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How To Save Tax On Capital Gains When Buying Another House?

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In India, the Income Tax Act offers myriad benefits to aspiring property owners. For example, when you sell certain capital assets like gold, mutual funds, and shares to buy a residential property, you can avail of capital gains tax exemption.

In this article, we will answer the common investor question – can I enjoy tax benefits on capital gains if I buy another house? Before we explore this topic in detail, we must understand terms like capital gains tax and long-term capital gains (LTCG) tax.

Capital gains tax

When investors sell their capital assets like stocks and shares, jewelry, vehicles, or land at a price higher than their purchase price, they profit. These profits are called capital gains.

Capital gains are of two types: short-term and long-term. When an investor makes a profit on the sale of equity shares and bonds held for more than one year (12 months) or property older than three years (36 months), it is referred to as long-term capital gains.

Unlisted and foreign shares have to be held for no less than two years for profits from their sale to be categorized as LTCG.

Profits from selling debt mutual funds may be considered LTCG if the assets have been held for at least three years.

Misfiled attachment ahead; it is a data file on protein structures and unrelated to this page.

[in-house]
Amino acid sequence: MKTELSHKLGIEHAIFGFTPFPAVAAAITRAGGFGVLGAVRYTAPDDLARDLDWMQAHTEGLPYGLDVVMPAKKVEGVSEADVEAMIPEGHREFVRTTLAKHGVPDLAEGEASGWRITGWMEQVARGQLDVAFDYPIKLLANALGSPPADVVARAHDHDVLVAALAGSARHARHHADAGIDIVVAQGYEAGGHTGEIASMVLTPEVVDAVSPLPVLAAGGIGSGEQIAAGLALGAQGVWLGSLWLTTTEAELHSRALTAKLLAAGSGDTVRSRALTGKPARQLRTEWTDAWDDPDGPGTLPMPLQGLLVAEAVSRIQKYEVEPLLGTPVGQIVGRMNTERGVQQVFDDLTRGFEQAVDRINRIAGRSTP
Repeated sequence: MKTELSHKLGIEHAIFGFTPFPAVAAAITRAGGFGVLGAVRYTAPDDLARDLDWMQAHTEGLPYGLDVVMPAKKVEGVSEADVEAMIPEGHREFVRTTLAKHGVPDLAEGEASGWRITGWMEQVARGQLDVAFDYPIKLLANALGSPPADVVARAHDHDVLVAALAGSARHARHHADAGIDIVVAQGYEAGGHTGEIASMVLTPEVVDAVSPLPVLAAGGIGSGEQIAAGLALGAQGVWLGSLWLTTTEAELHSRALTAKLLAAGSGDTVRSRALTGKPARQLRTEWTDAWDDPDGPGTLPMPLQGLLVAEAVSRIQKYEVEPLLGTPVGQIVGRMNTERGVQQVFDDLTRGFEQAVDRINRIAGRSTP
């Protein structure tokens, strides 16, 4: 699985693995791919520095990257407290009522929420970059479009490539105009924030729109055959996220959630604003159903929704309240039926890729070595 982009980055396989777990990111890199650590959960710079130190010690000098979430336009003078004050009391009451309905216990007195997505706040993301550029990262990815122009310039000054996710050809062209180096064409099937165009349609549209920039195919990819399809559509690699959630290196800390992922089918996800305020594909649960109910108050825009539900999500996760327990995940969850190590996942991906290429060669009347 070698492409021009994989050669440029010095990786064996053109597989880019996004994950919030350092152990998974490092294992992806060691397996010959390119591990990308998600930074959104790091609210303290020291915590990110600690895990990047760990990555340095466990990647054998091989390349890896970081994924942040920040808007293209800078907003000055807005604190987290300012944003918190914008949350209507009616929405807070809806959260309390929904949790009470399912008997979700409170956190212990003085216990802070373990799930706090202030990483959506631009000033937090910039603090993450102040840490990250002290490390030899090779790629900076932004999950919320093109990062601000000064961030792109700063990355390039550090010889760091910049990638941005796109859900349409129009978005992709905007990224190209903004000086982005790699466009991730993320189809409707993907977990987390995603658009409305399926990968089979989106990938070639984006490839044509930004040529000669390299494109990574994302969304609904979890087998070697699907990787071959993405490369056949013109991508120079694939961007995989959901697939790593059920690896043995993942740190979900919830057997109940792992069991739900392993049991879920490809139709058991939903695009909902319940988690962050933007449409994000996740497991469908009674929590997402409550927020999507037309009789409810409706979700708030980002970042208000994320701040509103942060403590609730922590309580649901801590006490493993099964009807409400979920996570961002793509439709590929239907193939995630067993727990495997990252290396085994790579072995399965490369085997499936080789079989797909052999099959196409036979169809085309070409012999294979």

Long-term capital gains tax

Short-term capital gains do not enjoy tax exemptions. By contrast, as per the Income Tax Act guidelines, long-term capital gains may be tax deductible.

One good way to avail of long-term capital gains tax exemptions is to use the money to purchase or build a residential property.

Taxable gains accumulated by selling the following assets only – diamond or gold jewelry, equity or debt mutual funds, bonds, and shares (Indian, foreign, or unlisted) can be safeguarded by transferring them to a Capital Gains Account Scheme (CGAS), helping to reduce the tax burden by up to 20%.

When purchasing a new house through the Capital Gains Account Scheme, capital gains are exempt from taxes if used to buy the house within two years or construct one within three years.

Let us understand this better with an example. An owner of a successful Indian start-up sells a portion of his company shares for Rs. 10 crores and transfers the entire amount to a CGAS. After one year, he withdraws eight crores and purchases a house.

He will have to pay taxes on only the remaining two crores. Simply parking the gains in a CGAS is not enough. You have to transfer the complete funds to a capital gains account with a bank.

For example, if you bought shares worth Rs. 2 lakh and made a profit of Rs. 50,000, you have to transfer the entire amount (principal + gains), i.e. Rs. 2.5 lakhs in a CGAS. The money can be withdrawn from the CGAS by filling out Form C.


Under the Income Tax Act of 1961, the following are the preconditions to availing the CGAS tax exemption benefits:

  • On the day of the sale, you should not own more than one property.
  • The money withdrawn from CGAS can be only used to purchase residential property. You cannot use it to buy commercial property or land.

When availing of the tax exemptions granted by the CGAS, you must buy the property and file your returns within the timeframe to enjoy said benefits.